Growing old is not for the wimpy, the weak, or whiny. Aging is tough. It steals your dreams and ambitions and saps your energy. It is simply stinking hard work.
I don’t know how my mom has lived through it. She is 88 years young, and suffers from severe osteoarthritis. She’s had two new knees and a hip, and is way overdo for more. But alas, a few years ago she aged out. A victim of the system, she was passed off again and again, told to come back next year – that her pain was simply bursitis. Never mind that the arthritis that was the root cause of it. Month long waits for calls simply to make appointments seeped into more weeks, then months before even being called to get on the list for an appointment. Slowly, painfully, the time leached into two years before she even was taken seriously for a replacement. But by then it was too late. She was too old and too weak. Those years of inactivity lead to extra weight, and more joint problems exasperated by the extra burden. Soon high blood pressure reared its ugly head and she was doomed to an endless cycle of “You’re not quite bad enough yet. Come back in 6 months and we’ll see if you are ready. Although the doctors never came out and said a flat out “no”, we all knew she was being passed over. That her quality of life was measured by standards of statistics and numbers – that younger patients would get priority in an over-stressed health care system inundated with again boomers and their parents. Now, well over 10 years later the new hip is now old, the other hip is totally shot, and the knees are due for updates. She is left with increasing low back pain, a horrible lop-sided limp that creates even more imbalances and pain, and no hope for any real relief.
Yet every day she gets up, plans what she will make for dinner, does some cleaning around the house, and takes part in her many volunteer activities. She still drives the ladies to the monthly CNIB meeting, making sure they all get at least one outing each month. She takes part in CWL activities, making phone calls to organize things when she can’t actually do the physical work anymore. This year she sent out almost 100 Christmas cards. She checks her Facebook regularly on her “gadget” – the Samsung tablet we bought her last year. She still makes family dinners – and would not hesitate to prepare something for anyone who stopped by. Each day the arthritis robs a little more of her body, but never her spirit. I rarely hear her complain. When she does, I know she must be in agony, 0r she wouldn’t say a word.
I want to have her spirit, but not her arthritis, when I “grow old”. But I don’t think I can grow old as gracefully as her. I don’t think I will have the stamina to tolerate the pain, the hopelessness, and the slow, ebbing away of my body. I already feel somewhat hopeless. I know I have to downsize my grand adventure dreams to smaller, simpler goals such as making sure I exercise every day so I can face a set of stairs without fear. So much for hopes of long, glorious hikes in the mountains. My goals will now be a casual, relatively painless walk around our property.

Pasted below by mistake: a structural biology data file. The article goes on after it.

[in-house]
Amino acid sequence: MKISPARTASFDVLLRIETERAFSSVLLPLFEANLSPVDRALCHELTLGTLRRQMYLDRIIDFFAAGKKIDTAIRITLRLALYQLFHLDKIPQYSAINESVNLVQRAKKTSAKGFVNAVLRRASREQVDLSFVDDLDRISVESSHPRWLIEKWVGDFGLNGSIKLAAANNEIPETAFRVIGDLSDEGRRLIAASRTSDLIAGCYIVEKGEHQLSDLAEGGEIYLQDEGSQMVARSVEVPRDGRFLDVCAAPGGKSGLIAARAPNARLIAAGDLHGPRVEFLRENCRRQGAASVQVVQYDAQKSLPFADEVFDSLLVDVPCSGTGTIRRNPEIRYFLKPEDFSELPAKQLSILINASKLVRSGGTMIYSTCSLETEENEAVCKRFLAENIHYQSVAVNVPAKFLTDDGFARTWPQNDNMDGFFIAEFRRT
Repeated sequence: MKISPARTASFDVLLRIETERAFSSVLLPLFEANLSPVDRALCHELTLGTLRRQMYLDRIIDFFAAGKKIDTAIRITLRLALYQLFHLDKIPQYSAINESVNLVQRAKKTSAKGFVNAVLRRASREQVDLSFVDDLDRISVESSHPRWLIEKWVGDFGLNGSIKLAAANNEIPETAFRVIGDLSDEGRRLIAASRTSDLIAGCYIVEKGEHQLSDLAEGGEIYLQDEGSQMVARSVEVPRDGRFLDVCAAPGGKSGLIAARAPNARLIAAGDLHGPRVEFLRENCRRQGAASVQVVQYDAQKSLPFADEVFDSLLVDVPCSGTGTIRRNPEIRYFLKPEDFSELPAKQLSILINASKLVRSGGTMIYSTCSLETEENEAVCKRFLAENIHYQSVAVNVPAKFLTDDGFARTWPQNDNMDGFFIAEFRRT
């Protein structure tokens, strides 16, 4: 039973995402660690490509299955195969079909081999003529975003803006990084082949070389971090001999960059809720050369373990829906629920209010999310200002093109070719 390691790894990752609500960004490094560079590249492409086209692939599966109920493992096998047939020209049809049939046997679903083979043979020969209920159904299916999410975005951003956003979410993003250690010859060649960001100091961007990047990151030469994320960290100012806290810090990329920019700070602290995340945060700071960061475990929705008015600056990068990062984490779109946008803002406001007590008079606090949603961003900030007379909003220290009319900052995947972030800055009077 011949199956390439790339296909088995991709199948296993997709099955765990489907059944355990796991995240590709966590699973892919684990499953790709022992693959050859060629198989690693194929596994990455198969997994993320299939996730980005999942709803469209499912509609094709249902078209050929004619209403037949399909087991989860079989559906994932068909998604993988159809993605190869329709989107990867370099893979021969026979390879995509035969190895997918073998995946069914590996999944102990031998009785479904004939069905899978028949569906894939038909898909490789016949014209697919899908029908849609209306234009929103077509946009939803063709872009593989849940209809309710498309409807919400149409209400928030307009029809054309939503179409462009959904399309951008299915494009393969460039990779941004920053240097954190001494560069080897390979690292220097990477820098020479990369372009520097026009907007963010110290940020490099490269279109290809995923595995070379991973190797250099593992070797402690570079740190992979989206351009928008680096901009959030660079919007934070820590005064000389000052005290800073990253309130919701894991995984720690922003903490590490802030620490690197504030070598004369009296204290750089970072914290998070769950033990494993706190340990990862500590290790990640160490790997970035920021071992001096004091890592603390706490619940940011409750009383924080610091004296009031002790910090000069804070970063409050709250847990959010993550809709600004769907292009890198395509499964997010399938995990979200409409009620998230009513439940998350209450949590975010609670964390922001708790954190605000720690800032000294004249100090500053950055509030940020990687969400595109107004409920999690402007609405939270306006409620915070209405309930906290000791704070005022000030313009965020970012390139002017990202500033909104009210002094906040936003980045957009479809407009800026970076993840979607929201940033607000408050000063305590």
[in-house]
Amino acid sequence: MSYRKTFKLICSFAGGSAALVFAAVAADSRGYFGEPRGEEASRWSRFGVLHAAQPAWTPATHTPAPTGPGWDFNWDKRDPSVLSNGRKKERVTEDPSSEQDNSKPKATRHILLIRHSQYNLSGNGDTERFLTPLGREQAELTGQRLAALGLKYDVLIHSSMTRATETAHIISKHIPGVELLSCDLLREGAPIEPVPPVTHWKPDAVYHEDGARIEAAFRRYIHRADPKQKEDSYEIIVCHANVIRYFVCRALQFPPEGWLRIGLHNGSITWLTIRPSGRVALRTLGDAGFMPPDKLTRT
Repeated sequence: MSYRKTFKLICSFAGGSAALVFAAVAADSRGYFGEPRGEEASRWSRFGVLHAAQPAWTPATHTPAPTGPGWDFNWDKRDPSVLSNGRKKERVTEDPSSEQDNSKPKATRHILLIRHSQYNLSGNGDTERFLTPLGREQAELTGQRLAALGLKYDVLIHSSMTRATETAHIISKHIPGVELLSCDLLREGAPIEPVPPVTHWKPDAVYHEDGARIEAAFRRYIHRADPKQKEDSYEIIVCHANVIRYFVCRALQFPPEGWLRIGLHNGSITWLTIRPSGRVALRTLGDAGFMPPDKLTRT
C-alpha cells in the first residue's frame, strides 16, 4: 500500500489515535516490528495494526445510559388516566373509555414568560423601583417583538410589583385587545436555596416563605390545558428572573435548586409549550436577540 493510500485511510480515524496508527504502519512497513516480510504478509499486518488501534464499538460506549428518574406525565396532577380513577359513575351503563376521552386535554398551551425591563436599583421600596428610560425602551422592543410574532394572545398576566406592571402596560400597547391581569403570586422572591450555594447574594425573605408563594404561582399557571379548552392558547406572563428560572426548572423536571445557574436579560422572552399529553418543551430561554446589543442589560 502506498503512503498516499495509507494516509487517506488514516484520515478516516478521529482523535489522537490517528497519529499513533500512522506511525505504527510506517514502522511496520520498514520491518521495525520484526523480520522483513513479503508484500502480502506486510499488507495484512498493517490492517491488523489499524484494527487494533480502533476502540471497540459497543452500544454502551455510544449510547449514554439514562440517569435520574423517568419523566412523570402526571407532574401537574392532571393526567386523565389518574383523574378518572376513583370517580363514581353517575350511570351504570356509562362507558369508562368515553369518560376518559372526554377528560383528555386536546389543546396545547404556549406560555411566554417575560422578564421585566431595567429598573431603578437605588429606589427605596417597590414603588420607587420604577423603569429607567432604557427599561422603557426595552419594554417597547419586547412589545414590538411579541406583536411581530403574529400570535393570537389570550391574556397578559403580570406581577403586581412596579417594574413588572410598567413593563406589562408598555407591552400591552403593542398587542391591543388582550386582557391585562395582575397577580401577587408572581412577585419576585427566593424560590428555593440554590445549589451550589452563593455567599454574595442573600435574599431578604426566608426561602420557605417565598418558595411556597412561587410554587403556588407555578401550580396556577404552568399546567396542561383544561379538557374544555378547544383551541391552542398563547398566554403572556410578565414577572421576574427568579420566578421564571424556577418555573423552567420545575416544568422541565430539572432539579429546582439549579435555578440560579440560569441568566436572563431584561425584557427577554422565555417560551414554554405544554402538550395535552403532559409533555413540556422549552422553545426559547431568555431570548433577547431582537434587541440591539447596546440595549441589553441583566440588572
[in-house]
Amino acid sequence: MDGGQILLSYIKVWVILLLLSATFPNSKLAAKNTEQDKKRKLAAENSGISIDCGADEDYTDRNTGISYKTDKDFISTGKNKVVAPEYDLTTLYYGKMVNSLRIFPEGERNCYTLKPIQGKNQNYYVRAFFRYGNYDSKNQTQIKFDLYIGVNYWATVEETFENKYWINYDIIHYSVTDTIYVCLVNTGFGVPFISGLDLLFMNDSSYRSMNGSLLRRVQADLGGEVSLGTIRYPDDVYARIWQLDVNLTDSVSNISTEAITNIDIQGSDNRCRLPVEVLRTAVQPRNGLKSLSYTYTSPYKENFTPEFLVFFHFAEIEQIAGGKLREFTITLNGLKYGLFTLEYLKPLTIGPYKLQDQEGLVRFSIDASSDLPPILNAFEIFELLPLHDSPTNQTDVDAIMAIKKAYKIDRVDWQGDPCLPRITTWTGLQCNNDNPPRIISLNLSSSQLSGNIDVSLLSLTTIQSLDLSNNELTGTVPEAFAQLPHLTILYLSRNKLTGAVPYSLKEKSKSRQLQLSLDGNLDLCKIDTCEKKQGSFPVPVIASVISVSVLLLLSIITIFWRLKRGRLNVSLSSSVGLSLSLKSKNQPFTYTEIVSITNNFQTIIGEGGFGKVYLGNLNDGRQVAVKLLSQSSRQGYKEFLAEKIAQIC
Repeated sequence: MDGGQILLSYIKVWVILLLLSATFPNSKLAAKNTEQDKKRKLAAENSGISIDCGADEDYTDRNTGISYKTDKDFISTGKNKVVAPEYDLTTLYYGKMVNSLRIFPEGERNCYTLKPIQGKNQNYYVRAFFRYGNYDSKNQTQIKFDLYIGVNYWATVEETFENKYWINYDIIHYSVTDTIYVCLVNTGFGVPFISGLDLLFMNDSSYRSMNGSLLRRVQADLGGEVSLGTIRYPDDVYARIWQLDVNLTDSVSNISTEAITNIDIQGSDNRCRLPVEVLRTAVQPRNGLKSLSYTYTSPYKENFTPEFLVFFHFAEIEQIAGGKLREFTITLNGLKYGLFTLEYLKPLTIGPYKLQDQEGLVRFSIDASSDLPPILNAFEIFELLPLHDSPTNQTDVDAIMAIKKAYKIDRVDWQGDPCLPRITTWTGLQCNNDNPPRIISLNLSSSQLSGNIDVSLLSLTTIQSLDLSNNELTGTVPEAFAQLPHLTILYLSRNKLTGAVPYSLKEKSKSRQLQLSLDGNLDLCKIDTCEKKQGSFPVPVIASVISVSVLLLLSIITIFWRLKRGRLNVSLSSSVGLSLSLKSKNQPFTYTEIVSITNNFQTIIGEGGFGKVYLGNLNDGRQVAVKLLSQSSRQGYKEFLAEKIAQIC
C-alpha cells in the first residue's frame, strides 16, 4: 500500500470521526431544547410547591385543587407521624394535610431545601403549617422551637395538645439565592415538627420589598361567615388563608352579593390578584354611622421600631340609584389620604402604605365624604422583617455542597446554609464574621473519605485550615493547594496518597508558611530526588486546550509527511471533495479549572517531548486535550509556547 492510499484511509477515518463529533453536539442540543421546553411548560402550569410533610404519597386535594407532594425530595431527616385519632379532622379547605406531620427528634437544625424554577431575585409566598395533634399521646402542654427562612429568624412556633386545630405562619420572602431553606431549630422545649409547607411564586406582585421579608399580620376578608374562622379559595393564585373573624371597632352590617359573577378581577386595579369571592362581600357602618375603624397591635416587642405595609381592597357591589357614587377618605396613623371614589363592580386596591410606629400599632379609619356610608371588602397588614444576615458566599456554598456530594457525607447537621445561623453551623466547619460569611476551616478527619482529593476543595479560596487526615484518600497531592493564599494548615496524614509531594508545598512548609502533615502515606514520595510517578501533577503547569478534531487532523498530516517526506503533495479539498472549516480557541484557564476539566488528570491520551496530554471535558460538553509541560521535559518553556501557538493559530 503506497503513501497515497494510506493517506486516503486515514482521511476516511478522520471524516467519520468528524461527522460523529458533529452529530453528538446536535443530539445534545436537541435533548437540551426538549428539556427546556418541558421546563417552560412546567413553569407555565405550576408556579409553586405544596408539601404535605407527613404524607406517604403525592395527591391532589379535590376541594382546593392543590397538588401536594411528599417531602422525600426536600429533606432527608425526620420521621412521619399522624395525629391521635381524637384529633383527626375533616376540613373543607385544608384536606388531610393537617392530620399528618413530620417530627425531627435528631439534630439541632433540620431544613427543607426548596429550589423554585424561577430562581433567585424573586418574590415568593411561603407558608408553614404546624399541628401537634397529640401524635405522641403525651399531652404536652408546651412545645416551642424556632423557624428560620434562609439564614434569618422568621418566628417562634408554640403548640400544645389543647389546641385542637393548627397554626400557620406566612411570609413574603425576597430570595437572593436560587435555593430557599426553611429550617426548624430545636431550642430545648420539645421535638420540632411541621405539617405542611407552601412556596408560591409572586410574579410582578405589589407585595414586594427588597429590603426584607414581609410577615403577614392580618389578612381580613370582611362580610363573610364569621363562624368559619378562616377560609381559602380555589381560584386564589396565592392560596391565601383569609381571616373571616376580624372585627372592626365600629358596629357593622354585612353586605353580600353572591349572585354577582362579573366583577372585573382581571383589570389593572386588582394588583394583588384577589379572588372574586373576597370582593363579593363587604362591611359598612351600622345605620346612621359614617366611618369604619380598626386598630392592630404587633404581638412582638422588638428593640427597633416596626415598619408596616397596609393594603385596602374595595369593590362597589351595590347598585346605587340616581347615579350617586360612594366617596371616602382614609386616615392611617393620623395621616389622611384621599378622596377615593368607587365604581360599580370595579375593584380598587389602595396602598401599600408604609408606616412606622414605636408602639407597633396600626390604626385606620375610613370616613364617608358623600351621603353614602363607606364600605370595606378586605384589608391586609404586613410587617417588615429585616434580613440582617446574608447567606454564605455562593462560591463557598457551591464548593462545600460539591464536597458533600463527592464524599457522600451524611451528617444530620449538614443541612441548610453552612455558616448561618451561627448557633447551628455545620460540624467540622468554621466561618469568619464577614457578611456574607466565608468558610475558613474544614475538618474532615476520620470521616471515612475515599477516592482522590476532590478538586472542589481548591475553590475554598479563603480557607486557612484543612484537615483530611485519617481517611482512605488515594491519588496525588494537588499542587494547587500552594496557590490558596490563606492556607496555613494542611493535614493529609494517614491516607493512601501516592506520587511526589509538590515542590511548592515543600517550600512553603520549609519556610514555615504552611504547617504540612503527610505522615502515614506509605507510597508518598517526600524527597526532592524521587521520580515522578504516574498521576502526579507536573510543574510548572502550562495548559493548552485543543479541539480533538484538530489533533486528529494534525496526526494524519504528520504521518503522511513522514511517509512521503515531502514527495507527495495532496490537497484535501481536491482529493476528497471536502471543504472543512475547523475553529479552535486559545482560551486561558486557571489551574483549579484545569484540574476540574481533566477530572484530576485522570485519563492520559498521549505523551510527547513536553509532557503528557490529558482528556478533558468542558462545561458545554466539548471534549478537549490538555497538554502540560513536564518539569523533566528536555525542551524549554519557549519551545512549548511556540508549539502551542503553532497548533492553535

Perhaps this is the adventure of aging – learning to accept the outwardly small accomplishments that are actually extremely monumental. Mom’s daily journey in life is far more brave than any extreme athlete who strives to climb to the top of a mountain peak, or the runner who just completed an ultra marathon. I am starting to believe that making dinner for a large family, or completing daily household tasks, or some days, simply getting out of bed when you hurt so bad that all you want to do is stay asleep. Or putting on a smile and not whining all day long about every ache and pain. Yep, I am starting to re-define strength, courage, and physical stamina.
Right now I say the words, but am not sure I have fully accepted this new reality. But I’m trying. Today, while taking part in my curling game I began to realize that I need to cherish each time I am able to slide down the ice, or throw a rock from the hack and come slightly close to making my shot. Pretty soon the arthritic pain I feel from activity will become greater than the benefit I get from curling – or other sports. So, I need to learn to take each stride for what its worth. Let my body learn to remember the feeling of gliding across the ice, of being part of a team success – of just being active. You never know when it will all evaporate.
So here’s to you, Mom. You have taught me that growing old is not for the weak of heart. May I have even a tenth of your strength and courage as I travel down the toughest adventure ever -growing old.